(I can't say enough about Bob's Red Mill medium grind cornmeal. It is so good. It just doesn't compare to any other widely available cornmeal for making such things as polenta, grits, cornbread, muffins, or corn cakes. It's my favorite and really worth seeking out.)


4 C. water
3/4 C. medium grind cornmeal or polenta (such as Bob's Red Mill)
salt and pepper
1/2 Tb. fresh thyme, chopped
1 Tb. butter
1/2 C. freshly grated Parmesan cheese

In a small saucepan (3-quart, or thereabout) bring water to a boil over medium-high heat. Once boiling, pour in the cornmeal in a slow, steady stream, whisking all the while to avoid lumps and fully incorporate smoothly. Continue whisking fairly frequently for 15-20 minutes or until mixture has thickened, maintaining a smooth consistency. Remove from heat, season with salt and pepper (I use roughly 2 pinches of salt and 1/8 tsp. of pepper), add the thyme, butter and cheese, and whisk to combine (the butter and cheese will melt and incorporate).
Serve topped with fennel, white beans, and artichokes (recipe preceding)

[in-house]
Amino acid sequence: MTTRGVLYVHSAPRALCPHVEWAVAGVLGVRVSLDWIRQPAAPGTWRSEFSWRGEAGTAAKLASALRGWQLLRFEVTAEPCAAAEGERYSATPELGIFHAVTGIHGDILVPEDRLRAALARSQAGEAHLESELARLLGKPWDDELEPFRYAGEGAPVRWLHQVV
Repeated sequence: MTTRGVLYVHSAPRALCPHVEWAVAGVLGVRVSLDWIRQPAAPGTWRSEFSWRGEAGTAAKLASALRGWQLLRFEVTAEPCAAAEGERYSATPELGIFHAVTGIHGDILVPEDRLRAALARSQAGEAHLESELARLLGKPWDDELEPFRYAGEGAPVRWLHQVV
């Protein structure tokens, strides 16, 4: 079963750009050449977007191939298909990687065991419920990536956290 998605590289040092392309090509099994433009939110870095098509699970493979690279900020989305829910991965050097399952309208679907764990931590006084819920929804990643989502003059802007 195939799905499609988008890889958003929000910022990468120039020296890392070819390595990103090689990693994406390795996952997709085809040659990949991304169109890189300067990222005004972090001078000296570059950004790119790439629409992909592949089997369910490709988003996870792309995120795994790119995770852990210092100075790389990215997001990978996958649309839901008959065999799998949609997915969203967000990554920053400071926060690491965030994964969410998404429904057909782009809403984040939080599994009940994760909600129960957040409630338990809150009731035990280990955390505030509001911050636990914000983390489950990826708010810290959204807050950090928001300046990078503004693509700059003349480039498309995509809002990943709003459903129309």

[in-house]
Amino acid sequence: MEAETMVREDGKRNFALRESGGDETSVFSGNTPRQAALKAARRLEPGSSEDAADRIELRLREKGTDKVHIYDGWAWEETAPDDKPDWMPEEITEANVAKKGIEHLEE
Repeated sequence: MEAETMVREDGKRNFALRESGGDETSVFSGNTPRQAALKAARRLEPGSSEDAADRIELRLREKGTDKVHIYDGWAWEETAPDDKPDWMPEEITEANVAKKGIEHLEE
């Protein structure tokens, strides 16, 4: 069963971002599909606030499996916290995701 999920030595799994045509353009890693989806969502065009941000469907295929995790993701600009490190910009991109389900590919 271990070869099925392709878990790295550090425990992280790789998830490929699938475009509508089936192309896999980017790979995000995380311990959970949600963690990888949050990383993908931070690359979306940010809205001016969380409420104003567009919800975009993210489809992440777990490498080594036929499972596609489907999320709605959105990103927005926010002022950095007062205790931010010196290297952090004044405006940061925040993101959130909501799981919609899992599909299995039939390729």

Tuesday, June 17, 2008

the monkey chased the weasel

I have a mulberry tree. Actually, I have two. And my mother has another two. What does one do with four mulberry trees? Why, one makes jelly of course!

It's not that I don't like the berries just fine straight off the branch - they're quite tasty. It's just that I don't really enjoy their little stems. They don't seem to detach easily. Or at all if you really want to know. So. Let's make some jelly.

Mulberry Jelly (with a little cranberry-pomegranate juice)

*For information regarding the sterilization process for jars and lids and general food preservation tips The National Center for Home Food Preservation has a comprehensive website.
To sterilize my jars I wash each one with soap and water, place them on a baking sheet (not touching), and put them in a 200 degree oven while I prepare the jam or jelly. The lids, bands, ladle and/or funnel I put in a pot of boiling water for a few minutes just before they are needed. The lids must be new. They cannot be re-used.


2 Quarts mulberries (or enough to equal 2 1/2 Cups juice when pressed)
2 Cups pure cranberry-pomegranate juice (such as R.W. Knudsen)
1/2 Cup water
1 (1.75 oz.) package 'Sure Jell' Fruit Pectin
1/2 tsp. butter (to help reduce foam)
6 1/2 Cups sugar